Obviously, Valve’s intention with the new Minors/Majors system is to stabilize the entire competitive scene, from tier 3-4 teams to the very top. With a total of 22 Minors and Majors played from October this year to June 2018, the top tier teams will clearly have to choose their battles.

Valve’s plan for the next competitive season is nothing else but a long time waited reinvigoration of the entire Dota 2 ecosystem. From broadcasting studios, which are very few at this moment, commentators and analysts, to behind the scenes people working for events, tournament admins, in game observers and so on, everyone should benefit from this huge change and more people are likely to finally be able to make a living from esports, even though they are not professional players with a wall full of trophies. 

We are looking at an exciting year to come for esports as a whole, as Valve just raised the bar for the entire industry. A one million Dollars Major held every month, with a total of 14.9 Million Dollars injected only in tournaments leading up to The International should finally legitimize esports as a real industry.


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Andreea “divushka” Esanu
<p>I can resist anything but temptations... Follow me @DivDota</p>


  • jamic "escamunich" villa ,
    We got to have a Major here in Manila again.
  • dark "keropi" light ,
    R.I.P sleep schedule
  • Johnathan "r0xo" Loxton ,
    Holy shit what a packed schedule. I know part of why this system is better is that we will see more of the big teams during the year but wow this is a busy schedule. As long as the points allocation makes it possible for teams to not participate in all of them, which I assume is the idea, then it is cool. Because especially in this first year I don't see teams ever want to not play in a major but then you have eleven of them. But its cool, together with TI we have one big tournament per month. My one question is scheduling in the end there. The three most important tournaments are within less than a month of each other. Because prize pool and time till TI influences the weight of the tournament's points those last three are super important, they are tied as the highest prize or even the last one which is the highest prize pool of the year. If you want to play in each one of those you have a week to travel and settle in before the next one starts. And imagine if you think ok no we skip one we are ok, and then one team wins both of the first two, suddenly you are on the cusp of the necessary points for an invite but you already decided not to play that last one. Plus with all of them being in one month you are really giving a massive advantage to a team that peaks right in that month. Let's take the LGD's for example, they are doing very well right now but were nowhere all year basically. So lets say you have a team that has been doing just ok all year, maybe even getting some top 6 finishes. They are way more deserving than a team like LGD who was nowhere. Now that team goes through a slump in May or hasn't figured out the patch and LGD peaks in May. Sorry other team you sucked in three tournaments all year and this team who sucked all year overtakes you because of timing and luck. That is why the points allocation has to be really well thought out.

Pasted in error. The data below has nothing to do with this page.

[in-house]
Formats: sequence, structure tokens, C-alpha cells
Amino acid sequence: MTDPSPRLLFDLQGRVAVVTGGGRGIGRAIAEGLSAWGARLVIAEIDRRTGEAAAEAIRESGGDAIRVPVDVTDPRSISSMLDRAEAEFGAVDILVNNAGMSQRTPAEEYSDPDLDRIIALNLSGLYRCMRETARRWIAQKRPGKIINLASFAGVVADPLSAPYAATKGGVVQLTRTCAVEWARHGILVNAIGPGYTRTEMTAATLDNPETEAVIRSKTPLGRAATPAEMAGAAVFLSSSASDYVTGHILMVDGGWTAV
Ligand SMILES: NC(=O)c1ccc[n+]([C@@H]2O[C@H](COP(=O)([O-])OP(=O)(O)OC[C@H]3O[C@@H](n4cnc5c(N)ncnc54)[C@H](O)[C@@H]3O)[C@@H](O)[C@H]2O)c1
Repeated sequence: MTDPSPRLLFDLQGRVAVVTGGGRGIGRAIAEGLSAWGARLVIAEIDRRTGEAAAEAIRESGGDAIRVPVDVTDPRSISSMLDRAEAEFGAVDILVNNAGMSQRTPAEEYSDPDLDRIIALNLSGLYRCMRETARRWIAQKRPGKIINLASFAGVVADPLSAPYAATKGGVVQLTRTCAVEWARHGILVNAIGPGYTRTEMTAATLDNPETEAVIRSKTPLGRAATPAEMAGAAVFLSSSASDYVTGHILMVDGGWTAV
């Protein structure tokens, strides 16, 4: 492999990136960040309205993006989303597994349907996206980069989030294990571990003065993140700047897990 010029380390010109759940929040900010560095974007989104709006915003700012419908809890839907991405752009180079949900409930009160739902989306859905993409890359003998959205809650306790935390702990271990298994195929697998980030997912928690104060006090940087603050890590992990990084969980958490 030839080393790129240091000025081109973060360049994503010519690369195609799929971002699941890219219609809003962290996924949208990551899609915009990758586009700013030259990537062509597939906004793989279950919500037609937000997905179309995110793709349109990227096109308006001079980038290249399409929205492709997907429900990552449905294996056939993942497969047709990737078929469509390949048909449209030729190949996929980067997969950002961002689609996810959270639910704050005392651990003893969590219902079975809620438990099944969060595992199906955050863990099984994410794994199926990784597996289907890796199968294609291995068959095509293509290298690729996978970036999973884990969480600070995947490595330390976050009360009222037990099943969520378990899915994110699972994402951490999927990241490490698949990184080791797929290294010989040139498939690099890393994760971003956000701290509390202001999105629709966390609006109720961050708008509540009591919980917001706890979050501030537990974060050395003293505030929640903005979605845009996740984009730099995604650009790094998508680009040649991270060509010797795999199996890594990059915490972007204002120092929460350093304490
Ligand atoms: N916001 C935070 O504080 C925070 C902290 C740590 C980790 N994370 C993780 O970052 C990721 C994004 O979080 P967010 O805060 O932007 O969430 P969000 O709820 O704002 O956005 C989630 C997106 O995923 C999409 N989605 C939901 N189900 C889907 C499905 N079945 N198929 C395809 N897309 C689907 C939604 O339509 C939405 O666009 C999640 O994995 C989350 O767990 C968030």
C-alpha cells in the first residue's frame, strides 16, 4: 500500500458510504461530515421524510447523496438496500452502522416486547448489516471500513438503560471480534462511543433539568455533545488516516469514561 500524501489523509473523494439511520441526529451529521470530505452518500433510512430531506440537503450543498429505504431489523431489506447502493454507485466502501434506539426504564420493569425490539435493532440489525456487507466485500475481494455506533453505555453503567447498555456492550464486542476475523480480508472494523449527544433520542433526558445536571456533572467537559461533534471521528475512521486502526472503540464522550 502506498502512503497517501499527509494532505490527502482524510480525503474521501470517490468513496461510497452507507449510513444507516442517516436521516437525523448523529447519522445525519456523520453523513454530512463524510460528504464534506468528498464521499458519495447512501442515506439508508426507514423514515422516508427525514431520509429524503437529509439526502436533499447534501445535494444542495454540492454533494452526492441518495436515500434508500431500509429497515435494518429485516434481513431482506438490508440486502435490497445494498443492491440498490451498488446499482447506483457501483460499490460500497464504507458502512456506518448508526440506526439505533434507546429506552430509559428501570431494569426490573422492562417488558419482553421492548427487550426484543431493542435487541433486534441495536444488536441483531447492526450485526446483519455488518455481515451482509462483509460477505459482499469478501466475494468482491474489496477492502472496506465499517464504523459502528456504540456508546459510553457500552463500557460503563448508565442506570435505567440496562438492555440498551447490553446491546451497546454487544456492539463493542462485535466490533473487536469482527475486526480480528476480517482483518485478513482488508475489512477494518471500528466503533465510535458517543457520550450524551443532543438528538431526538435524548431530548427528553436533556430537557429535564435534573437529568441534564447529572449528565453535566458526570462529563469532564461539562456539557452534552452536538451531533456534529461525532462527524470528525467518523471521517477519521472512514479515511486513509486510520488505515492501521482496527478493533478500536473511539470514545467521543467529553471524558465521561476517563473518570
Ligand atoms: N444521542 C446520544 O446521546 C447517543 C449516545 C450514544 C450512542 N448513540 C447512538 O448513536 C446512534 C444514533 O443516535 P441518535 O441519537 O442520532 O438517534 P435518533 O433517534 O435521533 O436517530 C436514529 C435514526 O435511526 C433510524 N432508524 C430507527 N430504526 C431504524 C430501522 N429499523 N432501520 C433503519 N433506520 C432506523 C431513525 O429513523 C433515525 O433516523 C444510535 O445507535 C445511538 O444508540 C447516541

• Allena "allenaesports" lakemore ,
    TOP 5 ESPORTS in this year... Dota 2 is on the first.. http://simizer.com/1Cvf